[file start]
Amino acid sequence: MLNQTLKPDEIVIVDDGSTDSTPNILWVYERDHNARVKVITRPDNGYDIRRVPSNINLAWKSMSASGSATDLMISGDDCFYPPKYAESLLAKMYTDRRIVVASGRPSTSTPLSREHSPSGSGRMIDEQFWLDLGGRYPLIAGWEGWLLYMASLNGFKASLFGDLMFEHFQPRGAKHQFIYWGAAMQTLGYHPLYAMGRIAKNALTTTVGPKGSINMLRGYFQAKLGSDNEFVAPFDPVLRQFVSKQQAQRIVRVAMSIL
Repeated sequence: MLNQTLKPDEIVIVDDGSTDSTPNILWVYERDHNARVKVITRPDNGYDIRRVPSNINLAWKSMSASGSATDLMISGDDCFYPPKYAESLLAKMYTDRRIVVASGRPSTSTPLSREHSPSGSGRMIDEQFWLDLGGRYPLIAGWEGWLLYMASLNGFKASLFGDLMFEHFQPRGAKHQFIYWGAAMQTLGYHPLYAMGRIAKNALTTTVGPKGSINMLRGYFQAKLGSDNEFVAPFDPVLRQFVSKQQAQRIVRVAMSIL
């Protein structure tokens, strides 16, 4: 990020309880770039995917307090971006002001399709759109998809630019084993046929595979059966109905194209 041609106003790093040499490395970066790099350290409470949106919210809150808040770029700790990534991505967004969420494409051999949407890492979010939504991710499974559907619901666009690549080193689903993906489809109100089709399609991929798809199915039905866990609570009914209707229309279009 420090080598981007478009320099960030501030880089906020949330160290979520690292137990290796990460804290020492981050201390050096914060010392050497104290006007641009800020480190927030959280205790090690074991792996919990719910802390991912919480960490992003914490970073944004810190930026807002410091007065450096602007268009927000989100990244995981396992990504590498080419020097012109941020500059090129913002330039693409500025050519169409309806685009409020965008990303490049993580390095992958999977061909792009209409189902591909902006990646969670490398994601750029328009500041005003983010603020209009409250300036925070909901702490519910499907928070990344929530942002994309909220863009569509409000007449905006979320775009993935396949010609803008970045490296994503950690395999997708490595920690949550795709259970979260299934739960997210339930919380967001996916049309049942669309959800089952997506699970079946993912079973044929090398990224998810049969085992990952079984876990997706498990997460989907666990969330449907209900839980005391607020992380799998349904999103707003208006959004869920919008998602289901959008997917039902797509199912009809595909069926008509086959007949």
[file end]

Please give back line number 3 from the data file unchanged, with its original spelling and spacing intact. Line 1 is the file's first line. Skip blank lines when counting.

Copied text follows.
């Protein structure tokens, strides 16, 4: 990020309880770039995917307090971006002001399709759109998809630019084993046929595979059966109905194209 041609106003790093040499490395970066790099350290409470949106919210809150808040770029700790990534991505967004969420494409051999949407890492979010939504991710499974559907619901666009690549080193689903993906489809109100089709399609991929798809199915039905866990609570009914209707229309279009 420090080598981007478009320099960030501030880089906020949330160290979520690292137990290796990460804290020492981050201390050096914060010392050497104290006007641009800020480190927030959280205790090690074991792996919990719910802390991912919480960490992003914490970073944004810190930026807002410091007065450096602007268009927000989100990244995981396992990504590498080419020097012109941020500059090129913002330039693409500025050519169409309806685009409020965008990303490049993580390095992958999977061909792009209409189902591909902006990646969670490398994601750029328009500041005003983010603020209009409250300036925070909901702490519910499907928070990344929530942002994309909220863009569509409000007449905006979320775009993935396949010609803008970045490296994503950690395999997708490595920690949550795709259970979260299934739960997210339930919380967001996916049309049942669309959800089952997506699970079946993912079973044929090398990224998810049969085992990952079984876990997706498990997460989907666990969330449907209900839980005391607020992380799998349904999103707003208006959004869920919008998602289901959008997917039902797509199912009809595909069926008509086959007949």